The frequent response is, of course, "pay or play." But that isn't a magic bullet, either. The pay-or-play outline that Sharon posted a while back sounds good on paper, but glosses over the most controversial (and painful to decide upon) parts. What jobs count toward the work hours? If there wasn't debate on that topic before, there will be now. How much should the buyout fee be? How many hours should be required per month? These turn out to have non-obvious answers, and frequently have answers that are mutually contradictory from different members.

Even when a system is implemented, while it can eliminate the resentment from the folks who are doing too much work to start with, since now others have to pay in and are "doing their share" monetarily, it can cause resentment of the folks who are doing a lot of work outside of the work that "counts." As Patty Mara pointed out, even throwing parties takes effort. Does party preparation count toward hours in your pay-or-play system? If it does, then folks who feel they're doing "real" work can resent that while they're cleaning toilets, someone else is planning a party, which seems more fun...and you have that resentment back again.

Once you bring money into the equation, you've added an extrinsic motivation--which psychologists know is a bad idea. You can dissuade a toddler from drawing pictures by offering them rewards to draw the pictures, and then reducing or removing the reward. Even if you love your work, being paid to do it can drain a lot of the intrinsic motivation--and turn it into "just a job"--if you do it for long enough. I am attracted to cohousing because of the benefits that it provides to me. I already have a full-time job, and I don't want another job. Some pay-or-play systems have a pretty low (almost token) hourly buyout, which isn't so bad--but at $25-$30/hour, which I've also seen, it feels punitive. Again, do we want to be punishing our community members? Does that encourage a tight-knit community?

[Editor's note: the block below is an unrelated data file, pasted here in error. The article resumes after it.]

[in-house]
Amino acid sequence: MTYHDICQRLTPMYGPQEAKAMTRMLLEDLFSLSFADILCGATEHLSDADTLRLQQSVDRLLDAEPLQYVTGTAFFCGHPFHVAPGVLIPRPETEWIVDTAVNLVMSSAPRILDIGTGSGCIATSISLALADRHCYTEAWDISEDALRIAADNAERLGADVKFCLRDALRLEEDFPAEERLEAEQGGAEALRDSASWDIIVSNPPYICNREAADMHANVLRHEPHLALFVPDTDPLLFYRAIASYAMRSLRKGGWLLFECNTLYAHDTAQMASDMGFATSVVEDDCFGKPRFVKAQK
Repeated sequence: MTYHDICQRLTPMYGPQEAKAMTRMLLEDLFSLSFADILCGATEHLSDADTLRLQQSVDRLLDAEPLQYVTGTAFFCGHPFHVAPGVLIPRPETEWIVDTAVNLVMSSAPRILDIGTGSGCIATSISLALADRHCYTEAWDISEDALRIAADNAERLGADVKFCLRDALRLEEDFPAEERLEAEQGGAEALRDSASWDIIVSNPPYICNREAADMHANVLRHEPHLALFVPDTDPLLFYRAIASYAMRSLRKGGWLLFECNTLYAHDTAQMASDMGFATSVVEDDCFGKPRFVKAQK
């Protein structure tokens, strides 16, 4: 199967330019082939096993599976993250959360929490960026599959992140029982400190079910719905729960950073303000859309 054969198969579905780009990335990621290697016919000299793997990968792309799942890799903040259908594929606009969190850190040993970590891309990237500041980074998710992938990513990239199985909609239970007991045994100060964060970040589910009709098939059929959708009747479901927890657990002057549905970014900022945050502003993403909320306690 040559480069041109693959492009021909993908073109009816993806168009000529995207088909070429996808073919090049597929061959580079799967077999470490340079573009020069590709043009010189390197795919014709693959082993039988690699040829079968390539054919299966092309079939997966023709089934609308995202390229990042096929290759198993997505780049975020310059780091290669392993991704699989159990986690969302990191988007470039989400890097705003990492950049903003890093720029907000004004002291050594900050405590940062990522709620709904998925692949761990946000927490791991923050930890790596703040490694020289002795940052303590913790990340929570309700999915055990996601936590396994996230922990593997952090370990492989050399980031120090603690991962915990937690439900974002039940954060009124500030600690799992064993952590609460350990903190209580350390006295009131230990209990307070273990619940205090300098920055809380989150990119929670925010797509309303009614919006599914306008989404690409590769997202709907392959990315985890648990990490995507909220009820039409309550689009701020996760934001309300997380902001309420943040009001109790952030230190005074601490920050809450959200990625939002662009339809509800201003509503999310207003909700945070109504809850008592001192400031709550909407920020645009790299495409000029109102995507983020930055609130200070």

For a low buyout value, it's hard to feel good about working for, say, $5/hour. I could imagine someone who previously enjoyed working deciding that a low rate like that wasn't worth their time--like the toddler above, the extrinsic motivation has damaged the intrinsic motivation, and when the reward isn't deemed sufficient, you decide that you'd rather do something else. For me, it hits on both sides: I'm lucky enough to have a pretty high hourly rate at work, so $30/hour feels both like not worth my time, and like too much to spend for the jobs in question. You can criticize me as not egalitarian, but it's a reality for me, and it's also a reality that most people will resent over-paying.

Cohousing is a recent experiment, culturally speaking. It's even more recent in the US. I really believe that it could be better--that a Cohousing 2.0 is waiting in the wings that will address some of the major issues, and lower the barrier-to-entry. The promise is alluring: The ability to live in a close-knit community, to know your neighbors, and to share resources. Does any part of that promise actually require that we cut the grass or clean the toilets? Or would a constant $20/month increase in everyone's HOA dues that pays for the hard-to-fill-voluntarily tasks be worth the resulting harmony and increased energy that would result in the lack of needing to coerce someone to clean the toilets. People do live in condos. Wouldn't a well-designed condo that stressed community living get you most of the way to cohousing--without most of the hassles?

Tim Mensch

Currently at Wild Sage (Boulder, CO):

Moving out! Our unit is for sale!